Wed, 26 Nov 2008 17:59:45 GMTFor a reason without reason I've always dreamed of riding in a zeppelin. No, not the Led variety. I'm not a groupy. I finally got my chance thanks to Airship Adventures. Here are a few pictures from the trip: Despite my lack of photography skills it was a picture perfect day. No wind and a blue sunny sky. Zeppelins are creatures of the wind. Too much wind and they can't fly. A couple on our trip were reschedulees from a wind day. We took the trip out of Moffet field. We originally signed up for the Sonoma trip but they had some issues with the landing field so we rescheduled. There's also an Oakland trip the goes out to the bay. I'm thinking I'll eventually hit them all. They also mentioned they eventually plan on a barnstorming type trip which will move along the coast. That would be a blast. Our trip went over 101 to San Mateo and back again. Not the fall colors of wine country but it was still gorgeous.If you are expecting something the size of the Hindenburg you'll be disappointed. These beasts are about 1/3rd the size and carry 12 passengers instead of 100. On the inside aren't the luxurious appointments of a gilded age, but functional seating meant for tourists on a short excursion. It's not claustrophobic on the inside (and I'm claustrophobic). All around you are windows so you can see from any angle. A few windows open so you can take pictures without window glare. The whole back end is a window with a window seat so you can look, sit, and contemplate. More than enough room and comfort for our 1 hour tour. And there is a tiny teeny bathroom if the need should arise (complementary picture included).Saying zeppelins are creatures of the wind gets directly to heart of what makes zeppelin riding different than a plane or helicopter ride. Zeppelins do not stay still. They are always moving. This makes getting on and off a zeppelin more of an adventure than expected. To get on the zeppelin is moving towards you and you have to scurry up the entry stairs on the fly. Same with getting off. It's quite a lot of fun and adds a bit of spice. The support people have all this worked out so you don't have to worry about anything going wrong. It's no problem.Seeing the world from a 1000 feet is a completely different experience. We are either high up in the air or on the ground. Trawling slowly close to the ground but still high above allows you to see patterns you may have never seen before. Some of my favorite pictures are of the sinuous river ways that lign the bay in contrast to the compulsively square shapes humans inflict everywhere. We humans love our boxes, right angles, and straight lines. Where is Antonio Gaudi when you need him? I Iike the contrast here: Someone went wild and made a circular shape: ALIGN=CENTER>How crazy is that? It stood out amongst the Roman inspired order of everything around it.Another noticeable pattern is you can tell where people have money. It doesn't take a genius to know when you've hit Atherton:Though most houses are boring, company campuses have a little creativity:And there were a lot of buildings where I wonder what is that?There's not much green space for people to play in. We cram every spare inch with a house or something. It's hard to exercise when everything is covered in pavement. It would be nice to plan that out a little better so malls weren't the only place to get away.I also really had no idea how much wet lands we had:Spectacular to look at from above. Endless gorgeous patterns. And that's what I'll take away from this wonderful trip.[...]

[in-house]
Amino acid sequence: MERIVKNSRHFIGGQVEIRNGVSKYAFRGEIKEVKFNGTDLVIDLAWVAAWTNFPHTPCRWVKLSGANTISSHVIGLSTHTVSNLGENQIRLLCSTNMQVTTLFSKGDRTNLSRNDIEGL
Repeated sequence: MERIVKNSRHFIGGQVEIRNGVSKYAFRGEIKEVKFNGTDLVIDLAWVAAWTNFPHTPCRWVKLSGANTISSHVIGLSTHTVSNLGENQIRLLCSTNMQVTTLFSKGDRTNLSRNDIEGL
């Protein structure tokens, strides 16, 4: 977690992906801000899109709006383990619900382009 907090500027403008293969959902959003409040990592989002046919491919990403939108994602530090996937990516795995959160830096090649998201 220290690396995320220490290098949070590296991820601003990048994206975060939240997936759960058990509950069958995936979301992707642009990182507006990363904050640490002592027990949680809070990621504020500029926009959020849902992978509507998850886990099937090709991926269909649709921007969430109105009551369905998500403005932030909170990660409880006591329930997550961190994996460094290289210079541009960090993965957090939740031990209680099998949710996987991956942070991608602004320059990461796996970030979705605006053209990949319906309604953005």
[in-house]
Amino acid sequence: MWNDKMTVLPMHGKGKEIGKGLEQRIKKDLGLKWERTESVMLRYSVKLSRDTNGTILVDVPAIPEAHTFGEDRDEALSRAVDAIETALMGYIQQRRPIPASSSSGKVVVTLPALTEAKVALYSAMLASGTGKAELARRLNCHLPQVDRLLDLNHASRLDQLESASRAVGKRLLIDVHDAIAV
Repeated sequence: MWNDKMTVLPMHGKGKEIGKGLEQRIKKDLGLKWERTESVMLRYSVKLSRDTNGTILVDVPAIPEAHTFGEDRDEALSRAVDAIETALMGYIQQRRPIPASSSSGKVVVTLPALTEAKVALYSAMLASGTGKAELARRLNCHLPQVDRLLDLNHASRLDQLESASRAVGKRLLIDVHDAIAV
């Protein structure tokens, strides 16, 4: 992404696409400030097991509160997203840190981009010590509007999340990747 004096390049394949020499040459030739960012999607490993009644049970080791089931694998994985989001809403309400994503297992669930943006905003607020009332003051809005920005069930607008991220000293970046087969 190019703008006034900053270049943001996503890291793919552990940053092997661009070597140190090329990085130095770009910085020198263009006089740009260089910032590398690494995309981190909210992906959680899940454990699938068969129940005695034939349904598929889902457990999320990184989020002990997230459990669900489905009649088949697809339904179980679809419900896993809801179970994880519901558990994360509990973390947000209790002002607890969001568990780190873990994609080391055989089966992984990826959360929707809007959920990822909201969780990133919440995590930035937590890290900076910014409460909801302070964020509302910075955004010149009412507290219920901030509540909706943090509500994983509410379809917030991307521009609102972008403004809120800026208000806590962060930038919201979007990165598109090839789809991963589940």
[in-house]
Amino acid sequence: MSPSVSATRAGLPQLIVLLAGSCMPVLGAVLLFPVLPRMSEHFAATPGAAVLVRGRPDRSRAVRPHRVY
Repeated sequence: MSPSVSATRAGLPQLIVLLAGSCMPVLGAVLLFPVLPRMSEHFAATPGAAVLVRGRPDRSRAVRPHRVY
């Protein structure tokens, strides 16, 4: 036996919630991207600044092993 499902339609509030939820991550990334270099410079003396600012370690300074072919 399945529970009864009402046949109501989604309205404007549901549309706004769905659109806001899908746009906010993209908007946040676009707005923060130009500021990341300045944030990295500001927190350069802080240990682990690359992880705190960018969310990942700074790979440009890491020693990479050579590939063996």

Tue, 14 Oct 2008 14:00:40 GMTWeb 2.0 Won't Die Because it Excites Young Minds
Thu, 04 Sep 2008 20:58:48 GMTRules For Superior Stories
Thu, 04 Sep 2008 20:48:24 GMTThe Lifecycle of a Typical New Product Announcement
Mon, 04 Aug 2008 16:02:21 GMTWhich Batman Villain are You?